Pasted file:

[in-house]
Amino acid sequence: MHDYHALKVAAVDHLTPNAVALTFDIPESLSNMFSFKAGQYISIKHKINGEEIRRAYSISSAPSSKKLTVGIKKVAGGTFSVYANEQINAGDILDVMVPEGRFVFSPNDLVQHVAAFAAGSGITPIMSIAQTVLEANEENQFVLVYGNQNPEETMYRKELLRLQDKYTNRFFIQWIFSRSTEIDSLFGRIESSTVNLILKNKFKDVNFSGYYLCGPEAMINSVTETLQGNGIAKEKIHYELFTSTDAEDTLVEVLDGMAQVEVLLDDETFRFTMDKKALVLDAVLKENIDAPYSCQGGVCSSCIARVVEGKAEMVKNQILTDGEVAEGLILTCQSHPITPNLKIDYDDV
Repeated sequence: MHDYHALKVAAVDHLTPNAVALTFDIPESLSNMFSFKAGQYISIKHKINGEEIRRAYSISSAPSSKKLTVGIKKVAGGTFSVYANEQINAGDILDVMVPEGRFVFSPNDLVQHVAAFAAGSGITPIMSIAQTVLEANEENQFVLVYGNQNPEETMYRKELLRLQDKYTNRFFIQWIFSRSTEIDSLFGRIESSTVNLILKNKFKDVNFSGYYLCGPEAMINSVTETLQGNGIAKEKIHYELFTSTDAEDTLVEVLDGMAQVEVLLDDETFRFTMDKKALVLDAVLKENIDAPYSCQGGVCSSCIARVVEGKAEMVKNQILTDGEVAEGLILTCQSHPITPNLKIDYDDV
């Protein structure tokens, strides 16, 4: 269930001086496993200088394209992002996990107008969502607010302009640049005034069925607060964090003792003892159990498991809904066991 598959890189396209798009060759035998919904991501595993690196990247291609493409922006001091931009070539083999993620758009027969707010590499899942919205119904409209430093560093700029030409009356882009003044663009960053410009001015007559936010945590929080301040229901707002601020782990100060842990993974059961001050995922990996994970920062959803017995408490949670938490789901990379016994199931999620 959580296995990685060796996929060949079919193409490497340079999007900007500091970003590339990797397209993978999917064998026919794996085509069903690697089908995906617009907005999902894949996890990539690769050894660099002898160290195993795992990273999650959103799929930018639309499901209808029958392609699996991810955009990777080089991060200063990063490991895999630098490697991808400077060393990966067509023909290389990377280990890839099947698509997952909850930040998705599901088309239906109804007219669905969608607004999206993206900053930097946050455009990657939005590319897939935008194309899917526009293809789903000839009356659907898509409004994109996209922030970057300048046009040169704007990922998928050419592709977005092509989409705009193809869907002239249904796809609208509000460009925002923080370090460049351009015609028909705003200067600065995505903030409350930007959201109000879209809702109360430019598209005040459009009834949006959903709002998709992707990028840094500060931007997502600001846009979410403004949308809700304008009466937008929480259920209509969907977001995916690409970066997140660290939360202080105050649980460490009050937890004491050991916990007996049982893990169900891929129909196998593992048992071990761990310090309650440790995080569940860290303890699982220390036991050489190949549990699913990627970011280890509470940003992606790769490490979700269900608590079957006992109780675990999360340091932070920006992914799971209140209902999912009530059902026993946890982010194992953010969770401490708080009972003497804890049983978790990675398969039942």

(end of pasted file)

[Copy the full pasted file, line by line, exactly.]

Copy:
[in-house]
Amino acid sequence: MHDYHALKVAAVDHLTPNAVALTFDIPESLSNMFSFKAGQYISIKHKINGEEIRRAYSISSAPSSKKLTVGIKKVAGGTFSVYANEQINAGDILDVMVPEGRFVFSPNDLVQHVAAFAAGSGITPIMSIAQTVLEANEENQFVLVYGNQNPEETMYRKELLRLQDKYTNRFFIQWIFSRSTEIDSLFGRIESSTVNLILKNKFKDVNFSGYYLCGPEAMINSVTETLQGNGIAKEKIHYELFTSTDAEDTLVEVLDGMAQVEVLLDDETFRFTMDKKALVLDAVLKENIDAPYSCQGGVCSSCIARVVEGKAEMVKNQILTDGEVAEGLILTCQSHPITPNLKIDYDDV
Repeated sequence: MHDYHALKVAAVDHLTPNAVALTFDIPESLSNMFSFKAGQYISIKHKINGEEIRRAYSISSAPSSKKLTVGIKKVAGGTFSVYANEQINAGDILDVMVPEGRFVFSPNDLVQHVAAFAAGSGITPIMSIAQTVLEANEENQFVLVYGNQNPEETMYRKELLRLQDKYTNRFFIQWIFSRSTEIDSLFGRIESSTVNLILKNKFKDVNFSGYYLCGPEAMINSVTETLQGNGIAKEKIHYELFTSTDAEDTLVEVLDGMAQVEVLLDDETFRFTMDKKALVLDAVLKENIDAPYSCQGGVCSSCIARVVEGKAEMVKNQILTDGEVAEGLILTCQSHPITPNLKIDYDDV
């Protein structure tokens, strides 16, 4: 269930001086496993200088394209992002996990107008969502607010302009640049005034069925607060964090003792003892159990498991809904066991 598959890189396209798009060759035998919904991501595993690196990247291609493409922006001091931009070539083999993620758009027969707010590499899942919205119904409209430093560093700029030409009356882009003044663009960053410009001015007559936010945590929080301040229901707002601020782990100060842990993974059961001050995922990996994970920062959803017995408490949670938490789901990379016994199931999620 959580296995990685060796996929060949079919193409490497340079999007900007500091970003590339990797397209993978999917064998026919794996085509069903690697089908995906617009907005999902894949996890990539690769050894660099002898160290195993795992990273999650959103799929930018639309499901209808029958392609699996991810955009990777080089991060200063990063490991895999630098490697991808400077060393990966067509023909290389990377280990890839099947698509997952909850930040998705599901088309239906109804007219669905969608607004999206993206900053930097946050455009990657939005590319897939935008194309899917526009293809789903000839009356659907898509409004994109996209922030970057300048046009040169704007990922998928050419592709977005092509989409705009193809869907002239249904796809609208509000460009925002923080370090460049351009015609028909705003200067600065995505903030409350930007959201109000879209809702109360430019598209005040459009009834949006959903709002998709992707990028840094500060931007997502600001846009979410403004949308809700304008009466937008929480259920209509969907977001995916690409970066997140660290939360202080105050649980460490009050937890004491050991916990007996049982893990169900891929129909196998593992048992071990761990310090309650440790995080569940860290303890699982220390036991050489190949549990699913990627970011280890509470940003992606790769490490979700269900608590079957006992109780675990999360340091932070920006992914799971209140209902999912009530059902026993946890982010194992953010969770401490708080009972003497804890049983978790990675398969039942």